Previously I discussed why you run into so many holds on items in OverDrive and some ways we are working to shorten the hold time for our patrons. Another one of the reasons that we don’t have enough copies of books to go around in due to publishing restrictions.

For some reason, publishers cannot embrace the idea of libraries allowing patrons to use ebooks and audiobooks in the same way as a physical book. Over the last two years we have had publishers increase prices on their books, changed from allowing us unlimited access to a purchased ebook or audiobook to making us buy a new one after 12 months, 24 months or 52 checkouts and even limited the number of books a Consortium can buy. These publishers include Penguin, Simon and Shuster,  and MacMillian who publish such popular authors as Nora Roberts, Lisa Gardner, Stephen King, John Grisham, Lee Child, Lisa Scottoline, Linda Castillo and Kristin Hannah to just name a few.

If you Google MacMillian you will see that they have libraries up in arms with their current policy changes. They are allowing Consortium’s to purchase titles at $30 for the first eight weeks of release. After that, if you want more copies you have to pay $52 or more for a book. Remember the policy I mentioned before of how many copies of a book we would own? Sometimes with books like “Where the Crawdads Sing” it takes time for the buzz to catch on and for the holds to stack up and by then we could be past that first weeks of publishing driving the cost up for purchasing more copies of the  book.

Also, did you catch those prices? How much do you pay for an audiobook or ebook on Amazon? On OverDrive audiobook prices can range from around $45 to over $100 for popular titles. Ebooks can be as low as $5.99 for less popular titles but the popular titles range from $55 – $109. Where book vendors give deep discounts to libraries and book stores for physical purchases, that’s not what’s happening in the electronic world.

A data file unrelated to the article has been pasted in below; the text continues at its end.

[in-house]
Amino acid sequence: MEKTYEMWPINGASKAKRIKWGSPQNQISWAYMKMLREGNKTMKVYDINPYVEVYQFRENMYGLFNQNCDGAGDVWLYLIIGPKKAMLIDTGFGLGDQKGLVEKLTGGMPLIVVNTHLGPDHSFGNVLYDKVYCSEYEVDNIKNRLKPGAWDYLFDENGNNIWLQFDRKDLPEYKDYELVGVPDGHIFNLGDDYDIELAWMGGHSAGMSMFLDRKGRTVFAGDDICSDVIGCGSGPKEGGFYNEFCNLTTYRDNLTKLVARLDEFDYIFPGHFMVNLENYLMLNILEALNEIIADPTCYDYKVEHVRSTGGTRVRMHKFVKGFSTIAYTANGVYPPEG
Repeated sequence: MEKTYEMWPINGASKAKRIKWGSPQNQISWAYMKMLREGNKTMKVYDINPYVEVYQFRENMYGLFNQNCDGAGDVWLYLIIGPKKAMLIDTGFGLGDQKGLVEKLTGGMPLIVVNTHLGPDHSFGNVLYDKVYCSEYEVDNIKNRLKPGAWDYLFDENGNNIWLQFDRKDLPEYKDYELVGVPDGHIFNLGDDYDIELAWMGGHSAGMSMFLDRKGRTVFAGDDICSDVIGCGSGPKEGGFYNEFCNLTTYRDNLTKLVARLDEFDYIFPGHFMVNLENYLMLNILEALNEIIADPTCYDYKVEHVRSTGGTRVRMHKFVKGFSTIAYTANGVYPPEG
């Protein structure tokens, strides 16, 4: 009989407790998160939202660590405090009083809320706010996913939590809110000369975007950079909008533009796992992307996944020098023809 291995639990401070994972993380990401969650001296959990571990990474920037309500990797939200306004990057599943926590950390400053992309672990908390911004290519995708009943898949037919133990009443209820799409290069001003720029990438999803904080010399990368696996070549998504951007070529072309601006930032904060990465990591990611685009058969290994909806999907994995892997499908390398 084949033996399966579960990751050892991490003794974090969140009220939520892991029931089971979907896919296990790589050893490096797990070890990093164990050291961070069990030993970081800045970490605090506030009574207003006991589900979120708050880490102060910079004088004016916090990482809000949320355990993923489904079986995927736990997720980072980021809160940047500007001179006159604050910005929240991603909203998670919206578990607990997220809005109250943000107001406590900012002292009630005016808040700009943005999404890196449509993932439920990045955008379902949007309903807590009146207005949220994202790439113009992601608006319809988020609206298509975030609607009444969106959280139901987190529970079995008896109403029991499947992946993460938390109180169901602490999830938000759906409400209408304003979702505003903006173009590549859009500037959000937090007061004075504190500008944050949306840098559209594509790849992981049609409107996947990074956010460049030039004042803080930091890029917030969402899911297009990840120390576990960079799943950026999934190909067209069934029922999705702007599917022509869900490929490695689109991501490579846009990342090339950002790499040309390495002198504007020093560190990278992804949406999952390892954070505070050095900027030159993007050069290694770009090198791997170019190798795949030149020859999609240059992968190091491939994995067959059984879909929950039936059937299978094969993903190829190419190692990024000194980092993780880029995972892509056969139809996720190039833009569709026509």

OverDrive is a very popular service that we know our patrons appreciate. At the same time it can be very frustrating to see all the books that you want to read have a long wait on them. A suggestion from me is to make good use of the “wishlist” feature on OverDrive. If you want to read a book and it has a long wait, place the book on your wishlist. (There are no limits on the capacity of the wish list, but you are limited to 3 hold at a time.) When you are ready to read a book, go to your wish list, click “filter” and then click “available now.” The list will then show you all the books that you’ve been dying to read that are available at that time. This really eases your frustration of “finding nothing available.” Happy reading!